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It depends on who you're talking about. There is an attitude of, "if you can't install a virtualenv as step 1 in learning how to do python, you don't deserve to learn python". Not, I would hope, consciously thought of in that way, but that's the practical affect.

I use virtualenv. When I was first learning to program, and I believe python is a better choice for a first language than PHP or Javascript, it would have been a substantial obstacle to have to do the virtualenv route first. Yeah, it's easy if you've done it and know how to figure out what the problem is if something goes wrong. It's an obstacle if you're just starting out, and I think keeping the on-ramp simple is very important for the long-term health of a language community.

Which suggests that, because python's on-ramp just got easier, it's long-term prospects just got better.

If you're just learning, you don't need to mess around with virtualenvs; you can install Python via the official Windows installer and install packages globally. I don't feel like installing something is a very big initial hurdle to overcome, as opposed to having it be pre-installed (but potentially very outdated in the future).

On the contrary, installing something is the biggest hurdle after perhaps coming up with the idea that there's something here to be learned at all. And sometimes it's part of the latter.

Well, I don't have that attitude. Lately, I push beginners towards repl.it so that they don't need to install anything or setup an IDE. There, each script/program is completely separate. So it avoids this issue entirely. Then, when they're a bit more familiar with programming, they can transition to a good local environment like PyCharm or some other setup that manages python versions, virtualenvs, etc.

What I'm saying is that bundling a specific Python interpreter and separate package environment should be the default. I'm not sure what it'd take to get there for a vanilla python install. But more system-level interpreters is not it.

Currently, the way I know of to do that is pyenv [0]. And I know PyCharm let's you pick a python version when you start a project (though I don't use pycharm so that may not be true anymore).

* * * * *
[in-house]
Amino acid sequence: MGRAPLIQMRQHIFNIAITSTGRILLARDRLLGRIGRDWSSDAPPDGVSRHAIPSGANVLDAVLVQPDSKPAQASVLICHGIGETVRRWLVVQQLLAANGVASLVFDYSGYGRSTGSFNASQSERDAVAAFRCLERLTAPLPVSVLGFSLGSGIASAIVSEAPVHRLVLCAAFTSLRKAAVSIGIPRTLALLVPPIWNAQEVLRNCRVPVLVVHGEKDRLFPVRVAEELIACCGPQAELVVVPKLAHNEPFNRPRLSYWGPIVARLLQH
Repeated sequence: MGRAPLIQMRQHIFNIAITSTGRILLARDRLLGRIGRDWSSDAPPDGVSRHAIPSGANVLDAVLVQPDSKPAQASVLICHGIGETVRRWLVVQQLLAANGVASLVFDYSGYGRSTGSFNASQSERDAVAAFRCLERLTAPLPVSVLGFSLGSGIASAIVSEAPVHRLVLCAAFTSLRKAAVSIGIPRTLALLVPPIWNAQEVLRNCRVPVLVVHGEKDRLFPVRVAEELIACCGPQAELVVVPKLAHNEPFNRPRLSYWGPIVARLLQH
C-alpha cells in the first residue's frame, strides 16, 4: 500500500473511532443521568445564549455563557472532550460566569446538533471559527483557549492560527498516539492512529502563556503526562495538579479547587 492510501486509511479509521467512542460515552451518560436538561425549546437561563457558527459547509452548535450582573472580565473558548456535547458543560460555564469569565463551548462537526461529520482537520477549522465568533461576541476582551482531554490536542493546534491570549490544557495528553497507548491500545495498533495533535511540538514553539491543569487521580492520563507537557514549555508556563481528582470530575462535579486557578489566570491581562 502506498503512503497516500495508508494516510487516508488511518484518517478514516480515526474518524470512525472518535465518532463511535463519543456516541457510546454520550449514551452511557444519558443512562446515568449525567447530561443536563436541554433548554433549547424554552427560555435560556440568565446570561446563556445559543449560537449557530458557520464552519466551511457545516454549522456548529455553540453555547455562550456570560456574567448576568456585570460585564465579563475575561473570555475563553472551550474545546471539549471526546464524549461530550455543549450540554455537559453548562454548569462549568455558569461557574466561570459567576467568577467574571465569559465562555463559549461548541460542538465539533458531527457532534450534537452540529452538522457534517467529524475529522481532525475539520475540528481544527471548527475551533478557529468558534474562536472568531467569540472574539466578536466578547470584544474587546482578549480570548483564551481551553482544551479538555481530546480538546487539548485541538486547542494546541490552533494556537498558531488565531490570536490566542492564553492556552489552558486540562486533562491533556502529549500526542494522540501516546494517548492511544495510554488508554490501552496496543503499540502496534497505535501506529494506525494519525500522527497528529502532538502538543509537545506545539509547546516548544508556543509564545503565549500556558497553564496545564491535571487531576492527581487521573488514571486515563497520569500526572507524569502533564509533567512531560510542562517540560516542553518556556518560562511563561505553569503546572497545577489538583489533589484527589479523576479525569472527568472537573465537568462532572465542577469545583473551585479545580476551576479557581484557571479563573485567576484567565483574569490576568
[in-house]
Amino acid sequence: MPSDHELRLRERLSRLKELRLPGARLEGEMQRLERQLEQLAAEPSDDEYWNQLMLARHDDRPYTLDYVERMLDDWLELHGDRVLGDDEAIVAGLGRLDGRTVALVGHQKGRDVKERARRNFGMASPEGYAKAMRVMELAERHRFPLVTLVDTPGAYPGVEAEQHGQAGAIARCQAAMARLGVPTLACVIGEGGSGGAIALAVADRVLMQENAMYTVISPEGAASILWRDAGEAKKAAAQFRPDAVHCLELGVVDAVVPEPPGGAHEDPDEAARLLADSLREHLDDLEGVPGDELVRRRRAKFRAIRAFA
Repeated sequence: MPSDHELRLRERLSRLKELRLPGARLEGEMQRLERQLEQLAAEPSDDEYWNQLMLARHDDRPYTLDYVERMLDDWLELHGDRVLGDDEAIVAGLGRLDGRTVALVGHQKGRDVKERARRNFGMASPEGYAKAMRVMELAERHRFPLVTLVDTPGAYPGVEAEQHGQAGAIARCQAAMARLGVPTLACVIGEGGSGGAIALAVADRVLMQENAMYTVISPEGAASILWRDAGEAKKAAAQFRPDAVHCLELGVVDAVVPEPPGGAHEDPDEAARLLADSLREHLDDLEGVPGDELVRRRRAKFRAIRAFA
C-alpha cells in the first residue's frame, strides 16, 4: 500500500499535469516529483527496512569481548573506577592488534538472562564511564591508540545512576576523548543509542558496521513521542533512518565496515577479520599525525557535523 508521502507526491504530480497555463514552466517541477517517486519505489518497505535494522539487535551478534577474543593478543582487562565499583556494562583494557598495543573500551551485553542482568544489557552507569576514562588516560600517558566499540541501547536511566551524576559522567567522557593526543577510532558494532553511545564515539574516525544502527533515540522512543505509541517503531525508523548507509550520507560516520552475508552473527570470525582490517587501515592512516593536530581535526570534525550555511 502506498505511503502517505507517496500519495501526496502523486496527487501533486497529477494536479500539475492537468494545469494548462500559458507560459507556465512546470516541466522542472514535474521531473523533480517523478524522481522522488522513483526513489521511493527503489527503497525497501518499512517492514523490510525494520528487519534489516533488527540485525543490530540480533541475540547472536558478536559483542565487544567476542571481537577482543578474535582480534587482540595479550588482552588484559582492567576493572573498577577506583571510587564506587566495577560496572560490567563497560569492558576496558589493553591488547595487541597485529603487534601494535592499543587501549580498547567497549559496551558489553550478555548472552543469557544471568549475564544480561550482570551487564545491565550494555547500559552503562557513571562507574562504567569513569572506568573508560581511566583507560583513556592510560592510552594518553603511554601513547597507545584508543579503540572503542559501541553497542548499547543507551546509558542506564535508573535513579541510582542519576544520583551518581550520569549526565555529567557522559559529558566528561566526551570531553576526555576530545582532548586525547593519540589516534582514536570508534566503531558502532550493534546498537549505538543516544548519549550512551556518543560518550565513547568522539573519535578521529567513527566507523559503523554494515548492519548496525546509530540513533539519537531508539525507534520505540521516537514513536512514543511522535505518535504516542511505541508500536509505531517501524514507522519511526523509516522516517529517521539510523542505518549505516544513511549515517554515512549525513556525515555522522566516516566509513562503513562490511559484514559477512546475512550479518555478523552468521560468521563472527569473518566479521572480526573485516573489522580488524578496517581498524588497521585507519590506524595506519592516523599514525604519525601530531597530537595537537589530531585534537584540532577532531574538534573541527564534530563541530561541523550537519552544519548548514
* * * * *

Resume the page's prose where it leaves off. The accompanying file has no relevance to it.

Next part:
[0] https://github.com/pyenv/pyenv

I use pyenv, (mostly because its the first one I found).

though ironically in a very unpythonic way there are a bunch of these python environment creators. (conda, virulenv , pipenv....)

pycharm lets you select you favorite, which is pretty nice.

...which drives me nuts. I need the equivalent of a dummies guide to tell me which one to pick. obxkcd: https://xkcd.com/1987/

`python3 -mvenv` is the obvious true way

> I use virtualenv. When I was first learning to program, and I believe python is a better choice for a first language than PHP or Javascript

I’m a seasoned programmer and I absolutely hate how you’re forced to use VirtualEnv with python. One of the absolutely biggest warts of its already poor package-management.

It literally makes everything which should be simple, something you suddenly need to handle. Atrocious.

I like it much better like .Net, Node or Rust (and many others) where the dependencies are entirely handled within a project, completely obsoleting the need for a hack solution like virtualenvs in the first place.

I always felt that virtualenv is vastly superior to most other package managers. I think comparing it to Rust and .Net is a little unfair, as these are compiled languages and have different deployment models.

When I was first learning and there was a system Python I would install packages, then 6mo to a year later I would find something old. Because the OS came with Python and some number of libraries and because I modified that somehow, I couldn't get back to a known state without reinstalling my OS or updating/removing things likely causing problems. Everything I did were separate test projects, so it never made sense to install libraries globally.

Even now for many languages I shy away from installing globally (I usually install to user if I'm lazy). I feel like in almost any language a "project" (venv) should be taught early on and be simple to use. Basically, the first time you need a third-party module. I feel like newcomers should be shown the REPL, how to save code to a file and run it, standard libraries, then a workspace and how libraries work. Python could be a great example because of the batteries-included model I don't need external libraries for many tasks.

First step of creating a hello world Node.js application is to write a package.json file which is somewhat equivalent of virtualenv. Nobody ever complained about that. Isolated packages per project becomes the default and not an obscure extra command. Same with Rust, Gradle and many others.

I would like to reverse the question. If you can't install a virtualenv as step 1, the process of creating a virtualenv is simply too difficult and should be streamlined.

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